The Wild Hunt Free Handout

Wild Hunt

Hlafdige Arastorm © Virginia Fair Richards-Taylor 2016

The tradition of armies of mysterious otherworld beings passing through the forests or sky is pervasive in Europe, taking many forms depending on the culture. Various leaders for these hosts have been suggested from Historical characters like St. Guthlac, Hereward the Wake, or Sir Frances Drake, legendary characters like King Arthur, Herne the Hunter, or King Hera, old gods like Woden, Arawn, or the Devil, there are also ladies (more or less benevolent) Holle, Perchta, Dame Habondia.

Forms of these hosts generally have a leader and followers, often with dogs or other animals, and are often pursuing a victim- innocent or guilty. Most are hunters, but there are also Percht and her host of dead children, and other benevolent troops. Sometimes they are seen as the passing of a troop of fairies, or other otherworldly beings which are neither terrifying, nor benevolent, but still dangerous to approach.

The benevolent troop seems a pre-Christian survival, and putting out food and drink as offerings for these passing groups are said to earn good fortune, but locking food away leads to ill fortune. These are often seen as the doubles of women who go out leaving their bodies in bed, like the later Benedanti.

During the Middle Ages the explanation of these hunts acceptable to the Church was that these were souls from purgatory being punished for their sins. Often these sins were hunting on Sundays, or mischievously, and onlookers were often asked to pray for their souls, or try to right wrongs they had done in life. When Christianity took over these stories they became much less specific to the individuals involved. To speak to or approach the troop was to risk joining them.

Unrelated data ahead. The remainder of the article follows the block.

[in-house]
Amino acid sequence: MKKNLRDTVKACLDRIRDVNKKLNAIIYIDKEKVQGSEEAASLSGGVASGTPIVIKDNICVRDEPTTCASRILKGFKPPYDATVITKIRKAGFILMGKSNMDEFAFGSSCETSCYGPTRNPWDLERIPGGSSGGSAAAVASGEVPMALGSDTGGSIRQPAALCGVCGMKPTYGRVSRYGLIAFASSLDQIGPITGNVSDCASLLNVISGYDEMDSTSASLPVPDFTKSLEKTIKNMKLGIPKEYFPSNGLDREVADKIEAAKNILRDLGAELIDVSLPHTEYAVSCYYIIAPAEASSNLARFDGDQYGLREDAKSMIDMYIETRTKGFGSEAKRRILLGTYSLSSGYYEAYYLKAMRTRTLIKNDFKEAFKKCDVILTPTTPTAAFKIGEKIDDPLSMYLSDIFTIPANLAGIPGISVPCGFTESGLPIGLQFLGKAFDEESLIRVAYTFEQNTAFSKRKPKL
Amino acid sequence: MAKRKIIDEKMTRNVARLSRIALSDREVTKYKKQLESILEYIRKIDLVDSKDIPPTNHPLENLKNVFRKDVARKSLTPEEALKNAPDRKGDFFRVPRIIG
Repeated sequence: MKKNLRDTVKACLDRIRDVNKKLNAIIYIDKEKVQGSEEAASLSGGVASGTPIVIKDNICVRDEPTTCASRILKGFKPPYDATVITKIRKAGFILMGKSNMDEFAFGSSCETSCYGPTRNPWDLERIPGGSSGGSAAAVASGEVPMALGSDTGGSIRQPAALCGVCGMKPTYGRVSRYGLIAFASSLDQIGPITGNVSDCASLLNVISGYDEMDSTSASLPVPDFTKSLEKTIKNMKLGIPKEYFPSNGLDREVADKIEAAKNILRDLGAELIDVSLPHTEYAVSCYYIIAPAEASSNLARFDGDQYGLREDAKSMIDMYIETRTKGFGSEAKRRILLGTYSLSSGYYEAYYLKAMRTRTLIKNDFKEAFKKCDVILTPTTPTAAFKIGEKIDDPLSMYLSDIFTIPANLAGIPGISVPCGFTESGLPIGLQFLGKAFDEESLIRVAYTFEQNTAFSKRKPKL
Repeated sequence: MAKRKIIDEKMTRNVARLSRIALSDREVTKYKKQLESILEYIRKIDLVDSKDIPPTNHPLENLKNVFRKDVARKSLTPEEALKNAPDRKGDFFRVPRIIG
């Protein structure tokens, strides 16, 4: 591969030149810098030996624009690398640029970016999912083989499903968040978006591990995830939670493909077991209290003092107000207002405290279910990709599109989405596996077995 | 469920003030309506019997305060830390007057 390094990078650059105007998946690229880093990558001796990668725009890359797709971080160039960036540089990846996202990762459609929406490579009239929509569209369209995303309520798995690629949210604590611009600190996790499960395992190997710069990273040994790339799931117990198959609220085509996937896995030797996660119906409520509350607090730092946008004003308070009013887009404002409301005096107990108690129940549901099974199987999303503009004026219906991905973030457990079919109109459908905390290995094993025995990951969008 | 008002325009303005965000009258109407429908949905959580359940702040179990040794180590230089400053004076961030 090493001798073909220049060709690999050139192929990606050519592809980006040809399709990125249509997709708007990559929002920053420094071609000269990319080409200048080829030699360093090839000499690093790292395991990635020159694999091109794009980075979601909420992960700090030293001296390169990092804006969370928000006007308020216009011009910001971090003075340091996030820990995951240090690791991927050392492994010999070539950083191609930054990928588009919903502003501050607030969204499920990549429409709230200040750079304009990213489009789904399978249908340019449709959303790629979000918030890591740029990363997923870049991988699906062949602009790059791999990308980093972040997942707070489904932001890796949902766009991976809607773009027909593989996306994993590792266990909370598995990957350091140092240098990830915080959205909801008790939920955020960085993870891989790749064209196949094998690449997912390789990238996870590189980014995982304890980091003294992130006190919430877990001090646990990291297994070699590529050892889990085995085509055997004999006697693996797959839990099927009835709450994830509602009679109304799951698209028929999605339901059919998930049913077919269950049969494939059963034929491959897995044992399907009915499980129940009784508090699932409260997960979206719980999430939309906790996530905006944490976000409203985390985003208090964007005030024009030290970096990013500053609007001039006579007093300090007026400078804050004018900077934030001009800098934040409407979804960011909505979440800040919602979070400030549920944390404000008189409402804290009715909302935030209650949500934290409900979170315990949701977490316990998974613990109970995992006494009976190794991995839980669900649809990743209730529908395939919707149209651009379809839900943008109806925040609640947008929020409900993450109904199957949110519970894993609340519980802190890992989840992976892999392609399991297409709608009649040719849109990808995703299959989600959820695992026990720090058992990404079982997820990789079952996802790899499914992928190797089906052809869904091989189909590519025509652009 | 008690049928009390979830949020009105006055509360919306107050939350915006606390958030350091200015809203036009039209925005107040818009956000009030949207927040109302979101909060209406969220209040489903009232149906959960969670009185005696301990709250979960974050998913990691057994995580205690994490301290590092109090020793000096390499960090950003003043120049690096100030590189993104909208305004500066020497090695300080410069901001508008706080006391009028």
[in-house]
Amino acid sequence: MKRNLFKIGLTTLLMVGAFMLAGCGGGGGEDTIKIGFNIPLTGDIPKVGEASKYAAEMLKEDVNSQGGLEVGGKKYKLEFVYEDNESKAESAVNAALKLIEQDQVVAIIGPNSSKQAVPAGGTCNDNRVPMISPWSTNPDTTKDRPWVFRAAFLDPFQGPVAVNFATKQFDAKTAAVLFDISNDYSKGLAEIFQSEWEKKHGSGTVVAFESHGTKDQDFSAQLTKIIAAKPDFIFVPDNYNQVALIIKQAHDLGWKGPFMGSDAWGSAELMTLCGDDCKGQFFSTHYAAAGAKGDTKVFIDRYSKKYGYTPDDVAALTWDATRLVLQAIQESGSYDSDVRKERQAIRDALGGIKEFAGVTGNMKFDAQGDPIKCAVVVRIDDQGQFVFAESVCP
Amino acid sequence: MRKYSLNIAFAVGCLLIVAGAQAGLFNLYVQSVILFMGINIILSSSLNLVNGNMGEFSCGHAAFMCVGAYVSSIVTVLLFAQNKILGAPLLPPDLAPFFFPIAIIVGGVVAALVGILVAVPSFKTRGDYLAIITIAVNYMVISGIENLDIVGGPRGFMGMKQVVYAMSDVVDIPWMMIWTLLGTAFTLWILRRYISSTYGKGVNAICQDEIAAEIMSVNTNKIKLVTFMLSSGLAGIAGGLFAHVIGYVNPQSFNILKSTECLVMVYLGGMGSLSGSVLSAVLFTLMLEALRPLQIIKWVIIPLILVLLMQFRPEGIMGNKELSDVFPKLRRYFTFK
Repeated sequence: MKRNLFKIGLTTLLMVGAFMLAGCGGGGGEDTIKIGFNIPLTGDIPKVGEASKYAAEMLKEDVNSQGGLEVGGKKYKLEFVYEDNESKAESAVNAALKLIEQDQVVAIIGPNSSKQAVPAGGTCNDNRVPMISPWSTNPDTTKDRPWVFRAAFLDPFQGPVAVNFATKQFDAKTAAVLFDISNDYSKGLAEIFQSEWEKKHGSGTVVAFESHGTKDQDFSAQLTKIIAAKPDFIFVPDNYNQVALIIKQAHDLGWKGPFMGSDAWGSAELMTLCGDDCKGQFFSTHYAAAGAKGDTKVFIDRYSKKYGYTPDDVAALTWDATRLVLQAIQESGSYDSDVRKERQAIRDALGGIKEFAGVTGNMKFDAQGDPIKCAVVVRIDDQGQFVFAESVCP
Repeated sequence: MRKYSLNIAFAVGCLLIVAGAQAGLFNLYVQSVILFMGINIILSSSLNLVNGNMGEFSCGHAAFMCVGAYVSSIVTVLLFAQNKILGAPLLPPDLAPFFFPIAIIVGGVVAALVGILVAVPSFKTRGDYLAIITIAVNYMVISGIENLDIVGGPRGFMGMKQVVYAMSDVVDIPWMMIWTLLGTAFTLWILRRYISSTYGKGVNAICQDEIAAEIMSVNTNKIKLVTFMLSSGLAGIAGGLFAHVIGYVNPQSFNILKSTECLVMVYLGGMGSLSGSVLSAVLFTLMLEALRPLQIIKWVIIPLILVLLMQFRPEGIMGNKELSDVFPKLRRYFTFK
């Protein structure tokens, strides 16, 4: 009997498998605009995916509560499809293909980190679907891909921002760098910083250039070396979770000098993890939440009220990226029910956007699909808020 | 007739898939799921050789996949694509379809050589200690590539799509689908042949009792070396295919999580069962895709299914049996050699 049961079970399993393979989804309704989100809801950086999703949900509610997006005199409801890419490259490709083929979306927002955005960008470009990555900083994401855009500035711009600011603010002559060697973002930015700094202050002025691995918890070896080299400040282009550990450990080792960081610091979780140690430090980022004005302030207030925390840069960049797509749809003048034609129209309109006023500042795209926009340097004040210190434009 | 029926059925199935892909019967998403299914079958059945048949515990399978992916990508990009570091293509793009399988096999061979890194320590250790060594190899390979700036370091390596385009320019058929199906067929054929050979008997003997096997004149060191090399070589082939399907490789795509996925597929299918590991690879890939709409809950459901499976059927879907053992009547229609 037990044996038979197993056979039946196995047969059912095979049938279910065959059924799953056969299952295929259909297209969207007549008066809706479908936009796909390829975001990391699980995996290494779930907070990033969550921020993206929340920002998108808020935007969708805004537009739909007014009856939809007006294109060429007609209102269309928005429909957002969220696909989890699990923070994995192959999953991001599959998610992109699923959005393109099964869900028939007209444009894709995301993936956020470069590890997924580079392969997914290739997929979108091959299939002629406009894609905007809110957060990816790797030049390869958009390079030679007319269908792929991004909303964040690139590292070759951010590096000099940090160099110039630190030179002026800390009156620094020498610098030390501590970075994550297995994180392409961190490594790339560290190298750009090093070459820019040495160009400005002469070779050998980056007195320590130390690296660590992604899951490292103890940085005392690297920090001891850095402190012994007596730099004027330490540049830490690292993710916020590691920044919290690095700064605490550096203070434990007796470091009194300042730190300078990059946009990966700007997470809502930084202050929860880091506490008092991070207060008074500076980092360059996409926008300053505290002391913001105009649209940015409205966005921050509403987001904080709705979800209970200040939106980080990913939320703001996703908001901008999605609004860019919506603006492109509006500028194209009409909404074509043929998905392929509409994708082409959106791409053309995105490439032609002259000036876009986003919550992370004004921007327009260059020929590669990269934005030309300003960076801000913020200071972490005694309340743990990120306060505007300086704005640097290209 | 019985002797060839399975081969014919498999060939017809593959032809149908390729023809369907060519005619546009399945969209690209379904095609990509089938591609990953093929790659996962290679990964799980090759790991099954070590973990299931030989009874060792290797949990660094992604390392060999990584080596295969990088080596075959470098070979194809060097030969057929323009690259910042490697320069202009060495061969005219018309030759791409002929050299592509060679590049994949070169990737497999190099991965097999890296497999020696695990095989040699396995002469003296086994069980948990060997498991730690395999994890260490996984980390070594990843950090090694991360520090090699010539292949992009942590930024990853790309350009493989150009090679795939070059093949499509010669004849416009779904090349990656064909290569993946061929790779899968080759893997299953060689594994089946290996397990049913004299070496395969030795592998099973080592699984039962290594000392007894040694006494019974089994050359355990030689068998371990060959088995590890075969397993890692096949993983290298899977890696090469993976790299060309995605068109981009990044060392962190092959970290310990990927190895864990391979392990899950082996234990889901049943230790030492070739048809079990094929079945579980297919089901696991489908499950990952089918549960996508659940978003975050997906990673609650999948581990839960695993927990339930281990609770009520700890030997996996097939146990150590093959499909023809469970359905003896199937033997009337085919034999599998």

The traditional form (from Ordoric Vitalis) is for the troop to be preceded by a herald, either a dwarf or giant with a staff, followed by the poor dead carrying burdens, followed by coffins, and sinners being punished for their crimes, ladies punished for their vanity, clerics of all ranks, and finally knights. Often people who have recently died are seen, and sometimes living people- which signifies that they are soon to die. The observer often attempts to take a horse or other token of proof back with him, but only gets a scar to take back as proof. At the end he is enjoined not to speak of it for three days.

This is especially associated with winter- the time between Halloween/Samhain, St. Martin’s (11/11) and Candlemas/Imbolc, during the Christian Era Wotan, Diana and the others were expected to ride between Christmas and Epiphany. Some have them riding during Lent . The hunt may be gathering the souls of all who died that year.

To protect yourself, if you meet them outside,throw yourself on the ground, (don’t look) they ride an ox-bow above the ground, throw down a piece of steel or bread for the dogs, or pray. At home, leave some food uncovered.


Ginzburg, Carlo, Night Battles, Johns Hopkins U Press, 1983 & Ecstasies 2004

Lecouteuxm Claude, Phantom Armies of the Night: The Wild Hunt and the Ghostly Processions of the Undead, Inner Traditions, 2011